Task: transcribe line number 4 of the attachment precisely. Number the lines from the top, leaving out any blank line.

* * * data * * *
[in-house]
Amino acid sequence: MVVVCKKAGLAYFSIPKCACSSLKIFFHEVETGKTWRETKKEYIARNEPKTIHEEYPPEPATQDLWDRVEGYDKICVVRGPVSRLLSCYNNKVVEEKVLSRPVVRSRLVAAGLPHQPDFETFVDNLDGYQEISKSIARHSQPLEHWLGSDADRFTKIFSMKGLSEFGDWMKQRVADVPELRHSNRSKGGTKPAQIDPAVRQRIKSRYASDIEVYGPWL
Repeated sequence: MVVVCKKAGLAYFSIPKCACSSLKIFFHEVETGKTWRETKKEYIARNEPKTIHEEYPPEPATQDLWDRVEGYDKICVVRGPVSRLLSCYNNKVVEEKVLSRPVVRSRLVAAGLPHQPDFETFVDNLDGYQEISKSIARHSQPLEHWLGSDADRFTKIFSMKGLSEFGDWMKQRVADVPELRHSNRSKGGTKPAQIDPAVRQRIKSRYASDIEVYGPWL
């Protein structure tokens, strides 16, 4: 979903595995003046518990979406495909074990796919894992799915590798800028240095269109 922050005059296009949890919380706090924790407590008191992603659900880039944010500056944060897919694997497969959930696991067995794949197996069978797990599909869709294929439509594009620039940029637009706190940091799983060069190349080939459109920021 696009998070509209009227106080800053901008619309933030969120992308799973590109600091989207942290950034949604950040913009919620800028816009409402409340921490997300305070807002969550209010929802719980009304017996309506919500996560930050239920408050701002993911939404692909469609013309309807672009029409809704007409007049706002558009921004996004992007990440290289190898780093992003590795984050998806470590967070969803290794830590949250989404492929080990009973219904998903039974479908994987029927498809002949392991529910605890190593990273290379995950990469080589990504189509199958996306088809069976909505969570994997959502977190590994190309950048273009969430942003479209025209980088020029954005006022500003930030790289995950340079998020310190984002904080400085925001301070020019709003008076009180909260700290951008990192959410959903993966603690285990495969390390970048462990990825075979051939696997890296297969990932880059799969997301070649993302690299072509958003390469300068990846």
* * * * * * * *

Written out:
């Protein structure tokens, strides 16, 4: 979903595995003046518990979406495909074990796919894992799915590798800028240095269109 922050005059296009949890919380706090924790407590008191992603659900880039944010500056944060897919694997497969959930696991067995794949197996069978797990599909869709294929439509594009620039940029637009706190940091799983060069190349080939459109920021 696009998070509209009227106080800053901008619309933030969120992308799973590109600091989207942290950034949604950040913009919620800028816009409402409340921490997300305070807002969550209010929802719980009304017996309506919500996560930050239920408050701002993911939404692909469609013309309807672009029409809704007409007049706002558009921004996004992007990440290289190898780093992003590795984050998806470590967070969803290794830590949250989404492929080990009973219904998903039974479908994987029927498809002949392991529910605890190593990273290379995950990469080589990504189509199958996306088809069976909505969570994997959502977190590994190309950048273009969430942003479209025209980088020029954005006022500003930030790289995950340079998020310190984002904080400085925001301070020019709003008076009180909260700290951008990192959410959903993966603690285990495969390390970048462990990825075979051939696997890296297969990932880059799969997301070649993302690299072509958003390469300068990846």